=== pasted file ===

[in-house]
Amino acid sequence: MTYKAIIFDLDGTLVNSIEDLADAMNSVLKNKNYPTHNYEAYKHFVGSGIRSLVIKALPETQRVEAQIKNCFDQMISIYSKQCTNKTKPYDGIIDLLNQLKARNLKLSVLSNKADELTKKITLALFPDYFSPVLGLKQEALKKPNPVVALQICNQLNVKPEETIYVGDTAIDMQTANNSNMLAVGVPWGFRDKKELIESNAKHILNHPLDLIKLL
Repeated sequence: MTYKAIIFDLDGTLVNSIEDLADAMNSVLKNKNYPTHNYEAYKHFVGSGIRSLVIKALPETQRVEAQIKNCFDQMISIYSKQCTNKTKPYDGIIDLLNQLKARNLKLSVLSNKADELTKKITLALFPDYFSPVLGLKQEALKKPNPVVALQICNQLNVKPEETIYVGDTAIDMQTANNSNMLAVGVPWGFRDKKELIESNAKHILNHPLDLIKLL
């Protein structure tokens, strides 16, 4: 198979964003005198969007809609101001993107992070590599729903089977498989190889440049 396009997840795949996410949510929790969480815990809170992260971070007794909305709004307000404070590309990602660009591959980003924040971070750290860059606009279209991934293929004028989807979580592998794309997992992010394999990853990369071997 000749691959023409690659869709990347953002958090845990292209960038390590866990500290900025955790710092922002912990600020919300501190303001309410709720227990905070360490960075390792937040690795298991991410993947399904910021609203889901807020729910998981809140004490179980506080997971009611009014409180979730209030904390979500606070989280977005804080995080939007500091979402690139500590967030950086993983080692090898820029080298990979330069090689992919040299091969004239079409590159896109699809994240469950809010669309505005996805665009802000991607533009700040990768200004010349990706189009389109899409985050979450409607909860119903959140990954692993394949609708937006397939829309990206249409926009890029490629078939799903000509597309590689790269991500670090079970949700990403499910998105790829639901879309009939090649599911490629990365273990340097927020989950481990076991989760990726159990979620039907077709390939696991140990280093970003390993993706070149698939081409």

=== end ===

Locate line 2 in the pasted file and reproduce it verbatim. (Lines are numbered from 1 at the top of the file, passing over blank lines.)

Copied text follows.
Amino acid sequence: MTYKAIIFDLDGTLVNSIEDLADAMNSVLKNKNYPTHNYEAYKHFVGSGIRSLVIKALPETQRVEAQIKNCFDQMISIYSKQCTNKTKPYDGIIDLLNQLKARNLKLSVLSNKADELTKKITLALFPDYFSPVLGLKQEALKKPNPVVALQICNQLNVKPEETIYVGDTAIDMQTANNSNMLAVGVPWGFRDKKELIESNAKHILNHPLDLIKLL